MANILA, Philippines — Sen. Leila de Lima asked the Inter-Agency Task Force on Emerging Infectious Diseases to consider releasing qualified detainees from the Philippines’ overcrowded jails amid the COVID-19 outbreak.
In an open letter to the task force, the senator pointed out that persons deprived of liberty do not have the luxury to regularly wash hands, wear face masks, or practice social distancing — a new term for people staying away from crowds and being at least six feet away from each other.
“Given the state of our jails and prisons, the infection rate will be catastrophic. We thus offer a solution: decongest our jails and prisons through a systemic release of qualified PDLs on humanitarian grounds,” the senator said in a statement.
De Lima also noted that the United Nations Commissioner on Human Rights and the World Health Organizations urged governments “not to forget those behind bars.”
UNHRC Commissioner Michelle Bachelet was quoted as saying that “authorities should examine ways to release those particularly vulnerable to COVID-19, among them older detainees and those who are sick, as well as low-risk offenders.”
De Lima urged the IATF to follow the lead of Iranian and Indonesian governments that released more than 85,000 prisoners and 30,000 prisoners, respectively, as infected cases rise in their countries.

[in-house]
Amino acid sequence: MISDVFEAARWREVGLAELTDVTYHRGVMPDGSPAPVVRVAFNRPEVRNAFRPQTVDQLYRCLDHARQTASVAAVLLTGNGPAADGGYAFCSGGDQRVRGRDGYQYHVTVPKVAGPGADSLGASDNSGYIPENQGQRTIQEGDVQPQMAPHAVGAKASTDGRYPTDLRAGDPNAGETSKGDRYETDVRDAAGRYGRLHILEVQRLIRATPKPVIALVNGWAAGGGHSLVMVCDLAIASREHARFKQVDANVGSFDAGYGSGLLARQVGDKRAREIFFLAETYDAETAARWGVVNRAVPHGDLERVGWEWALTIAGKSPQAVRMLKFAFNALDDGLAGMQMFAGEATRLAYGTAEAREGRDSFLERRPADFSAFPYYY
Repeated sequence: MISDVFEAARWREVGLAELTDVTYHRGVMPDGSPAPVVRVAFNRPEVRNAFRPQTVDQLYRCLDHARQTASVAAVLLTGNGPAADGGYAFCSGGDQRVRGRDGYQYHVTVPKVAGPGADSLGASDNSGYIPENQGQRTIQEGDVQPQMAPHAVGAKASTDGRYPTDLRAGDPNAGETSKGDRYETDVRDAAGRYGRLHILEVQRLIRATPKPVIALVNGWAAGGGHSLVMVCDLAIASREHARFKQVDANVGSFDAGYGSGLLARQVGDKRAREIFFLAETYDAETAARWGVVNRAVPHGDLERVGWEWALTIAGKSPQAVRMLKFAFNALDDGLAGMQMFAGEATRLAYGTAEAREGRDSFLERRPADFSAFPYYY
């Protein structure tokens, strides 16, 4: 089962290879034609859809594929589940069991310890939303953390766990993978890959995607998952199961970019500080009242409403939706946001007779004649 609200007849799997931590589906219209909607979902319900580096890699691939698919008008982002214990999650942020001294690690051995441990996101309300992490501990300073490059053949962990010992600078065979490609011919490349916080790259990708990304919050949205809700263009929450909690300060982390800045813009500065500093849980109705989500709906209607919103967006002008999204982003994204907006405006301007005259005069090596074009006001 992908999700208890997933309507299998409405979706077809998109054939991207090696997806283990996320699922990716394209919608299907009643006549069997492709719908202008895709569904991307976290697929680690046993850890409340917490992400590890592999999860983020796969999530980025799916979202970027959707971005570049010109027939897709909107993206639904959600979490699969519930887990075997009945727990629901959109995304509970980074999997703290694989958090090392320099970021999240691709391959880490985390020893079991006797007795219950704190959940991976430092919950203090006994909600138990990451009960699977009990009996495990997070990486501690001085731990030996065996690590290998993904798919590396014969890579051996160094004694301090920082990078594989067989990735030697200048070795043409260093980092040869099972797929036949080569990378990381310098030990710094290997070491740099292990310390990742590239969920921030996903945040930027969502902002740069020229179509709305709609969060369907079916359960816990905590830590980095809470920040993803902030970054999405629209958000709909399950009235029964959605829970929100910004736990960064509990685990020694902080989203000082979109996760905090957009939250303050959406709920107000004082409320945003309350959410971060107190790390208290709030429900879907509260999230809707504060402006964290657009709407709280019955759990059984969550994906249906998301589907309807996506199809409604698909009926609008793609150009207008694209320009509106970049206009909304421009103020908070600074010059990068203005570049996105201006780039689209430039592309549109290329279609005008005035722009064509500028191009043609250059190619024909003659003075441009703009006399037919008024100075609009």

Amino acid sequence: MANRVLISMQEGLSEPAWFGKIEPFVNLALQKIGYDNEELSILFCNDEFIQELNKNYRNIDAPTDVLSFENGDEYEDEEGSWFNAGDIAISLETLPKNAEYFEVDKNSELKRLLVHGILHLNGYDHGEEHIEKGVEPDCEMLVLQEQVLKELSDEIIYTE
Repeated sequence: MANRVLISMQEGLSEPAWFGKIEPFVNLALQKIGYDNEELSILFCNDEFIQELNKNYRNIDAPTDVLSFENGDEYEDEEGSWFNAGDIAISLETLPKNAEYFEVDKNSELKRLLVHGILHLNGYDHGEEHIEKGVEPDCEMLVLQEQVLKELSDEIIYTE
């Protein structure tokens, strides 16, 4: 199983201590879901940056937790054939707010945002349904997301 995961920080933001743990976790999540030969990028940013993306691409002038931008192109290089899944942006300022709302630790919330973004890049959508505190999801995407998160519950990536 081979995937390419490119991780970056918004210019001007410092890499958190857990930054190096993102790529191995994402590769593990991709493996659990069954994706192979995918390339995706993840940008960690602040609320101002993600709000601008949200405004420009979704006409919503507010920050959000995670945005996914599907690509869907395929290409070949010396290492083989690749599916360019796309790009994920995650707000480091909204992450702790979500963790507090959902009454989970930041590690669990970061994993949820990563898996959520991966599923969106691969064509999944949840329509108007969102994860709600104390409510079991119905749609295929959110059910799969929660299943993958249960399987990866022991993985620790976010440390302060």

She said that the IATF may consider PDLs with following qualifications for possible release:
- Elder PDLS or those 70 years and older
- PDLs with serious illness and disability
- PDLs detained, pre-conviction, for minor non-violent offenses
- PDLs convicted for minor non-violent crimes
De Lima added that those who may be allowed early release should meet the qualifications under the Enrile doctrine which held “that the detainee will not be a flight risk or a danger to the community; and that there exist special, humanitarian and compelling circumstances.”
Rights group Karapatan also launched an online campaign with the hashtags #SetThemFree and #FreePoliticalPrisonersPH calling for the release of political prisoners in the country.
Karapatan Secretary General Cristina Palabay, in a statement, said many of political prisoners “are already advanced in age and suffering from debilitating illnesses.”
“The campaign also raises alarm over high congestion rates, lack of clean water, sanitation and adequate medical services and facilities in the country’s prisons. We fear that these conditions—which make measures such as physical distancing impossible and make our detention facilities fertile ground for deadly disease outbreaks like the COVID-19 pandemic,” she added.
The group said that according to their data, there are 609 political prisoners across the country, as of March 28. One hundred of them are women, 47 are elderly while 63 suffer from serious ailments.
Overcrowded Philippine jails
De Lima, who is formerly Justice secretary, also noted that Bureau of Corrections and Bureau of Jail Management and Penology data for 2019 and 2020 showed that facilities have congestion rate of 349% and 441%, respectively.
"With the number of arrests and detentions piling up, even during the Enhanced Community Quarantine, and persons, including BuCor and BJMP officials and personnel, presumably still going in and out of our jails and prisons on a regular basis, it is only a matter of time before COVID-19 infects our PDLs," De Lima said.
National tally of COVID-19 cases in the country is at 2,311, while death toll is at 96.
Credit belongs to : www.philstar.ca